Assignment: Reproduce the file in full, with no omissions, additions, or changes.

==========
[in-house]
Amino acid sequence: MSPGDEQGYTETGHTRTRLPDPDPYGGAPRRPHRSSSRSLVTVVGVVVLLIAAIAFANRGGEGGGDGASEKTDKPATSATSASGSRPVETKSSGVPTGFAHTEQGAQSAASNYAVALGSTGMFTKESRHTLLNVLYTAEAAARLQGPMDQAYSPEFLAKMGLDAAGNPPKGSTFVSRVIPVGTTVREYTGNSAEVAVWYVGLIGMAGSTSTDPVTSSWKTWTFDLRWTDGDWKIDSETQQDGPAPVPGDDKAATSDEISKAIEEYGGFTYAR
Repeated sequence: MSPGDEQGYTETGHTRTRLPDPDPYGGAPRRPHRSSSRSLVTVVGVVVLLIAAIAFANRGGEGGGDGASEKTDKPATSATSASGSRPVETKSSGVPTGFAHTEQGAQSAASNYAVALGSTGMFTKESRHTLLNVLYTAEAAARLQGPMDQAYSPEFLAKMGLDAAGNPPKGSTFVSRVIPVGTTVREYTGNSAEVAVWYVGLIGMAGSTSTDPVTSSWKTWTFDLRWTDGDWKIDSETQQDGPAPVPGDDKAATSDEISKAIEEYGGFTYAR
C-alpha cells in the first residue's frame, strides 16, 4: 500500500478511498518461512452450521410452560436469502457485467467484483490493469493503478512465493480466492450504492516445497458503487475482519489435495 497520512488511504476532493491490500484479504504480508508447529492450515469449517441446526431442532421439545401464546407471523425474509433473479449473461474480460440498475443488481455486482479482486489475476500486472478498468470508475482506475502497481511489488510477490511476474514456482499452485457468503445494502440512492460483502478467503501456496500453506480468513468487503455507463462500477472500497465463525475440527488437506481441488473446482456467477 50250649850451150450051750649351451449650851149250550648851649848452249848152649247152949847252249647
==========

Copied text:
[in-house]
Amino acid sequence: MSPGDEQGYTETGHTRTRLPDPDPYGGAPRRPHRSSSRSLVTVVGVVVLLIAAIAFANRGGEGGGDGASEKTDKPATSATSASGSRPVETKSSGVPTGFAHTEQGAQSAASNYAVALGSTGMFTKESRHTLLNVLYTAEAAARLQGPMDQAYSPEFLAKMGLDAAGNPPKGSTFVSRVIPVGTTVREYTGNSAEVAVWYVGLIGMAGSTSTDPVTSSWKTWTFDLRWTDGDWKIDSETQQDGPAPVPGDDKAATSDEISKAIEEYGGFTYAR
Repeated sequence: MSPGDEQGYTETGHTRTRLPDPDPYGGAPRRPHRSSSRSLVTVVGVVVLLIAAIAFANRGGEGGGDGASEKTDKPATSATSASGSRPVETKSSGVPTGFAHTEQGAQSAASNYAVALGSTGMFTKESRHTLLNVLYTAEAAARLQGPMDQAYSPEFLAKMGLDAAGNPPKGSTFVSRVIPVGTTVREYTGNSAEVAVWYVGLIGMAGSTSTDPVTSSWKTWTFDLRWTDGDWKIDSETQQDGPAPVPGDDKAATSDEISKAIEEYGGFTYAR
C-alpha cells in the first residue's frame, strides 16, 4: 500500500478511498518461512452450521410452560436469502457485467467484483490493469493503478512465493480466492450504492516445497458503487475482519489435495 497520512488511504476532493491490500484479504504480508508447529492450515469449517441446526431442532421439545401464546407471523425474509433473479449473461474480460440498475443488481455486482479482486489475476500486472478498468470508475482506475502497481511489488510477490511476474514456482499452485457468503445494502440512492460483502478467503501456496500453506480468513468487503455507463462500477472500497465463525475440527488437506481441488473446482456467477 50250649850451150450051750649351451449650851149250550648851649848452249848152649247152949847252249647